Richard Lepsius.

Letters from Egypt, Ethiopia, and the peninsula of Sinai online

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mis-stated, but in his assumption (to which we shall after-
wards return) that the first year of Abraham was also the
first year of the 16th Manethonic Dynasty. He only
counted, as he himself states, 75 years^ from this year to
Abraham's removal to Haran, and then the 430 years of
bondage in Egypt. By that means he obtained the year of
the Exodus of Moses from Egypt. This happened, accord-
ing to his Egyptian list, in the sixteenth year of Chenclieres ;
consequently, in his annals, he entered the Exodus under
this king.

The most fabulous recital of the Exodus is in Lysimachus,
who appears to have written about the time of Christ's birth,

^ Compare the passages of Justin and Africanus.

2 Contra, Ap. i. 15. ^ p. 63, B; 123, D.

* Euseb. Armen. Canon, vol. ii. p, 105. Aucher.

* According to Gen. xii. 4,



THE PHAEAOH OF THE EXODUS. 423

-liortly before Apion. It is not, therefore, worth while to
investigate whether the name of the King Bocchoris, in whose
reign he makes Moses depart, was arbitrarily imagined, or
whether it originated in some great misunderstanding. His
romance appears, however, to have found acceptance, since
we again meet with the fable of Lysimachus in Tacitus^, with
some new and additional facts. Tacitus says, that according
to some the Jews wandered to Palestine during the reign of
Isis, led by Hierosolymus and Judah ; according to others,
they were descendants of the Ethiopians, and departed during
the reign of King Cepheus ; but most people said, that at the
breaking out of a plague. King Bocchoris had cleared the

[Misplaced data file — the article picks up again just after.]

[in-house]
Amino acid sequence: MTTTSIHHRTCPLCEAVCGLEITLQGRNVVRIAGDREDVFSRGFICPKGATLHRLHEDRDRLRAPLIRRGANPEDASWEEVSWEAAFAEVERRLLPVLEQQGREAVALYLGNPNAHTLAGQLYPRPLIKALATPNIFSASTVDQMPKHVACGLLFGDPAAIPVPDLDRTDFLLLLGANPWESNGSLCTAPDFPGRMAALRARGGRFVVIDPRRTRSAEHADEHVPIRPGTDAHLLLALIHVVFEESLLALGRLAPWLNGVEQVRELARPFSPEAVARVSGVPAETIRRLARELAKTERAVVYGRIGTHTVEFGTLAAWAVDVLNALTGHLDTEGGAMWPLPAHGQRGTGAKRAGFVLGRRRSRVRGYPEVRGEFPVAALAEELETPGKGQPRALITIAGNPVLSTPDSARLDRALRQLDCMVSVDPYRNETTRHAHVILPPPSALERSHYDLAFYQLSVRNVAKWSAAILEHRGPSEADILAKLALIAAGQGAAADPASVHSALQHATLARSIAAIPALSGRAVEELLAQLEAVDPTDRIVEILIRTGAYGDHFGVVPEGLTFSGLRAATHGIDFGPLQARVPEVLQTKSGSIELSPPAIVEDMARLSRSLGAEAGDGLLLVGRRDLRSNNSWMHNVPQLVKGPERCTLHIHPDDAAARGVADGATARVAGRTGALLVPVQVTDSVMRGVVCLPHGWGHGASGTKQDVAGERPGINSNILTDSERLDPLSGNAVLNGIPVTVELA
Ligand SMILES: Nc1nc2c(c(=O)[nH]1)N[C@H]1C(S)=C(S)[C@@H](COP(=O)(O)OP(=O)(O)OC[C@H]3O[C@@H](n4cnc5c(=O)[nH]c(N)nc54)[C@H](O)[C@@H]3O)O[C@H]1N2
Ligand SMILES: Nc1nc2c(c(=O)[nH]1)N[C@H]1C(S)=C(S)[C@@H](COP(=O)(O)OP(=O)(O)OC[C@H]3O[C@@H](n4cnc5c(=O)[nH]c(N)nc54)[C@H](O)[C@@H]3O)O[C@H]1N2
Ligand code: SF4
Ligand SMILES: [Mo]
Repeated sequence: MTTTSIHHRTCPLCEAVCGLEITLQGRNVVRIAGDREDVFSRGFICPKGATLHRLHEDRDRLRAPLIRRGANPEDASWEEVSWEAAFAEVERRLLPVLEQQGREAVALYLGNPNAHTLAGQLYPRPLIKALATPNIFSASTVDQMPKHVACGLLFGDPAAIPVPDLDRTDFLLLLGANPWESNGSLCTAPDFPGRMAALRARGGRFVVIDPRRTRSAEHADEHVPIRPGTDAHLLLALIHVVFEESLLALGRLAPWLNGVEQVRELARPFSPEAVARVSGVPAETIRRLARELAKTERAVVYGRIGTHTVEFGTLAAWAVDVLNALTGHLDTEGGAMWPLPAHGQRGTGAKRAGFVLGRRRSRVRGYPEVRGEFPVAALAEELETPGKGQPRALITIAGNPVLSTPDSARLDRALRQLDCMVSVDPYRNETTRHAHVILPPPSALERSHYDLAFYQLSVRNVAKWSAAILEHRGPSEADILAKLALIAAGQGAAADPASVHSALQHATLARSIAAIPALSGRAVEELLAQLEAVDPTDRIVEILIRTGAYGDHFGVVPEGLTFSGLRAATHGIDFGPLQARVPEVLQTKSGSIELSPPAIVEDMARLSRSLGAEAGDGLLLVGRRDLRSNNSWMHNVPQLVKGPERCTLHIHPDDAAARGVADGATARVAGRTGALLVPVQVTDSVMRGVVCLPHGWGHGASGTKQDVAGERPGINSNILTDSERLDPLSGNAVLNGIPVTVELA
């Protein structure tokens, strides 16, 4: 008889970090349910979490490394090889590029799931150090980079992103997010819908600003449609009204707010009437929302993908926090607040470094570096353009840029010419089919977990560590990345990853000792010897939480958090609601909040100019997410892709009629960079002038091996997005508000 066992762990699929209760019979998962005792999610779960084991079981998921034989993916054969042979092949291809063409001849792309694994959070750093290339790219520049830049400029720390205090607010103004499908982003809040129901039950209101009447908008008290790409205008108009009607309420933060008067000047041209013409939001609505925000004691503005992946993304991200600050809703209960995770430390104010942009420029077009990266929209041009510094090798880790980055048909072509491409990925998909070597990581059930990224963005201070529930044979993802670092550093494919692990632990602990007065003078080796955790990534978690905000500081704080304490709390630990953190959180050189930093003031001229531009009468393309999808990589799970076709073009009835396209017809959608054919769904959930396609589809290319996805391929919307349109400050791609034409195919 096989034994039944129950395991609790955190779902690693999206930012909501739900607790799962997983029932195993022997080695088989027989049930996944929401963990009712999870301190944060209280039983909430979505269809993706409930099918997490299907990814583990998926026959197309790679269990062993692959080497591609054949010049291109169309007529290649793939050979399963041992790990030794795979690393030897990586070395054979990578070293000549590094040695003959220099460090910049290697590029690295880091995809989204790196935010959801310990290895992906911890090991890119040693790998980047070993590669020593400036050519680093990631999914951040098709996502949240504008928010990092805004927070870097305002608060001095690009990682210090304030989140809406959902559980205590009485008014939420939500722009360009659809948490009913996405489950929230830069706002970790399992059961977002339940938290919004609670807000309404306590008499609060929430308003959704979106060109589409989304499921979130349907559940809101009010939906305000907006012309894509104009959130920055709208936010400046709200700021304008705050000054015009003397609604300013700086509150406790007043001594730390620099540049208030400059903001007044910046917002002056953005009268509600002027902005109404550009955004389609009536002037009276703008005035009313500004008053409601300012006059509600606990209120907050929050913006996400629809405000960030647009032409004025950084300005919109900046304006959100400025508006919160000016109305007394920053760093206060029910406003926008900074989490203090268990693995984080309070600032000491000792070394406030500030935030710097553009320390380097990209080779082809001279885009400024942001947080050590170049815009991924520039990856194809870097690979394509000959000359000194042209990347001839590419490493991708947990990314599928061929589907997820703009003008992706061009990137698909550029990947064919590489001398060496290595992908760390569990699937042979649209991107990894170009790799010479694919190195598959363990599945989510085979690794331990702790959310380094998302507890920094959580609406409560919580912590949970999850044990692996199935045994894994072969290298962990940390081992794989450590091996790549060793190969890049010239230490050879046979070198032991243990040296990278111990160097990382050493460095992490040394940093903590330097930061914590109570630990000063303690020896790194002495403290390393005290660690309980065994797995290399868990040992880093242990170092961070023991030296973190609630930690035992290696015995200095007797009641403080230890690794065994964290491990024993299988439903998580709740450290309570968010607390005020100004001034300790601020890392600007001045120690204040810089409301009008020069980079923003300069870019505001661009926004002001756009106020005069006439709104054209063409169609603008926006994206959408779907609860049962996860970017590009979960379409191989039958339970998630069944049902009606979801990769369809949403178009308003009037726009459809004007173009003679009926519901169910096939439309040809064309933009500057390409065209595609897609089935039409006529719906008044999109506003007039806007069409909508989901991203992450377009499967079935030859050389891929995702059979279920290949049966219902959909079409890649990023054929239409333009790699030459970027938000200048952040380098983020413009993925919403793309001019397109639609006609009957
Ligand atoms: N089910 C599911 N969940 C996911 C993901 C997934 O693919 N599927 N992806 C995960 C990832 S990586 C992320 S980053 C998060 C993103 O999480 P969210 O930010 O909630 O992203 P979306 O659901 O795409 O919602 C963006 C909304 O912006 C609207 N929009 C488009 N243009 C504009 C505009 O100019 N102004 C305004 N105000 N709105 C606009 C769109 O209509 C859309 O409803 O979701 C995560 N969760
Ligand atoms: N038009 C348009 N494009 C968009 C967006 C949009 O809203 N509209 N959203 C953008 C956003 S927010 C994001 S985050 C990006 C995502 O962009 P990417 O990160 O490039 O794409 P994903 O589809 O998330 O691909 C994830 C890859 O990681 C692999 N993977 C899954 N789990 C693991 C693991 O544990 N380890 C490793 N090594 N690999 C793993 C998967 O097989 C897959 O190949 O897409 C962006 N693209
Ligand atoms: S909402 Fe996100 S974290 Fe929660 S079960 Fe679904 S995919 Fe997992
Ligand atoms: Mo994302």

land of them, according to the sentence of an oracle.

But Josephus has rendered the narrative of Lysimachus
still more confused, and by that means has also led astray
later scholars. He relates, namely, as follows, in the second
book of his controversy with Apion : " Manetho says that
the Jews wandered out of Egypt in the reign of Tethmosis,
393 years before the flight of Danaus to Argos ; but Lysi-
iiiachus makes it under King Bocclwris, that is, 1700 years
ago ; ISIolon and others make it as it seems best to them ;
but Apion, the one most to be depended upon of all of them,
placed the Exodus exactly in tlie seventh Olympiad, and in the
first year of it, in which, as he says, the Phoenicians founded
Carthage."

It was impossible that Josephus could place Bocchoris 1700
years before his own time, for that would make him nearly
cotemporary with the first kings of the Egyptian succession,
whose names he cites, without, however, mentioning a Boc-
choris among them. This king lived, rather, according to
Manetho, about 750, and not about 1650 before Christ. If,
furthermore, it is asserted that Apion placed the Exodus at
the Olympiad 7. 1., namely, B.C. 752, that is most decidedly
contradicted by Clemens of Alexandria, Justin Martyr,
and Africanus, in passages above referred to, who, on the
1 HisU V. 2.



42i THE HEBREW TEADITIOX.

contrary, agree in relating that Apion followed Ptoleray
Mendesius, and placed tlie Exodus under Amosis, therefore
about 1650 years before Christ. It is evident that Josephus
has here in his careless way confused the authors and the
.numbers with one another. He meant to say, or ought to
have said, that Manetho fixed the Exodus (not of the Jews,
indeed, but of the Hyksos) 393 years before Danaus, i. e.
1700 years before Josephus, and Lysimachus fixed it, during
the reign of Bocchoris. The fabulous narrator, Lysimachus,
could hardly have affixed any statement of time to the name
of Bocchoris, or he would certainly have discovered his error ;
but Apion, the grammatist and liyper-critic, had probably
subjected tlie opinion of Lysimachus to his own critical ex-
amination, and reckoned tliat if he assumed Bocchoris to be
the king under wliom the Exodus was made, he must intend
to fix his date at Olympiad 7. 1. At any rate there is no
doubt that tlie Olympiad calculation belonged to Lysimachus,
and tlie 1700 years to the ^lanethonic statement. The latter
point miglit be remedied if we could place the words TovrtoTi
TTpo €Ta)u ^iXtwi' (TrraKoaioiv (That is ouc thousand seven hun-
dred years) after AavaoO